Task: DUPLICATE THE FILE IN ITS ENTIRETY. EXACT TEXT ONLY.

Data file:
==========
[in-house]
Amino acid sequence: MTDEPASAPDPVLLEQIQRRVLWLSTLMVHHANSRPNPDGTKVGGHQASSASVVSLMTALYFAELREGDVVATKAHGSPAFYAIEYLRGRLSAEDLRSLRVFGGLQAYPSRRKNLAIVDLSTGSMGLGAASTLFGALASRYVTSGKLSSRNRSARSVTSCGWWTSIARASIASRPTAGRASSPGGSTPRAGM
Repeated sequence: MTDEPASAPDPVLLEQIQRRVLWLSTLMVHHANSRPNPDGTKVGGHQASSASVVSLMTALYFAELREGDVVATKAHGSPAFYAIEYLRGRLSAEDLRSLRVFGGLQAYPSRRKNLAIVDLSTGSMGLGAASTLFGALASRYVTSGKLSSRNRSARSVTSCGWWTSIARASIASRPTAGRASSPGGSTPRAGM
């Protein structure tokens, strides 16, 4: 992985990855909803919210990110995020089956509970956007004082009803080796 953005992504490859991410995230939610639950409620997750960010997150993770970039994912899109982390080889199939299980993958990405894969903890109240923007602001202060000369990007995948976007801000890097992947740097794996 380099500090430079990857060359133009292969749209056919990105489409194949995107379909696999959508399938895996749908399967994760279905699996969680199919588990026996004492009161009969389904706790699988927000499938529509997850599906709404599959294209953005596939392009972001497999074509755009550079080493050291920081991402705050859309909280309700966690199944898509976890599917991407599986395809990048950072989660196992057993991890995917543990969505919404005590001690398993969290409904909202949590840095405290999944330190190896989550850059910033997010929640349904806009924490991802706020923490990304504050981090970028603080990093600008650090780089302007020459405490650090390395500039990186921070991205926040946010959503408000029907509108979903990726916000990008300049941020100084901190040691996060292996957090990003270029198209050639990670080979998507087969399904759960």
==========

[in-house]
Amino acid sequence: MTDEPASAPDPVLLEQIQRRVLWLSTLMVHHANSRPNPDGTKVGGHQASSASVVSLMTALYFAELREGDVVATKAHGSPAFYAIEYLRGRLSAEDLRSLRVFGGLQAYPSRRKNLAIVDLSTGSMGLGAASTLFGALASRYVTSGKLSSRNRSARSVTSCGWWTSIARASIASRPTAGRASSPGGSTPRAGM
Repeated sequence: MTDEPASAPDPVLLEQIQRRVLWLSTLMVHHANSRPNPDGTKVGGHQASSASVVSLMTALYFAELREGDVVATKAHGSPAFYAIEYLRGRLSAEDLRSLRVFGGLQAYPSRRKNLAIVDLSTGSMGLGAASTLFGALASRYVTSGKLSSRNRSARSVTSCGWWTSIARASIASRPTAGRASSPGGSTPRAGM
């Protein structure tokens, strides 16, 4: 992985990855909803919210990110995020089956509970956007004082009803080796 953005992504490859991410995230939610639950409620997750960010997150993770970039994912899109982390080889199939299980993958990405894969903890109240923007602001202060000369990007995948976007801000890097992947740097794996 380099500090430079990857060359133009292969749209056919990105489409194949995107379909696999959508399938895996749908399967994760279905699996969680199919588990026996004492009161009969389904706790699988927000499938529509997850599906709404599959294209953005596939392009972001497999074509755009550079080493050291920081991402705050859309909280309700966690199944898509976890599917991407599986395809990048950072989660196992057993991890995917543990969505919404005590001690398993969290409904909202949590840095405290999944330190190896989550850059910033997010929640349904806009924490991802706020923490990304504050981090970028603080990093600008650090780089302007020459405490650090390395500039990186921070991205926040946010959503408000029907509108979903990726916000990008300049941020100084901190040691996060292996957090990003270029198209050639990670080979998507087969399904759960």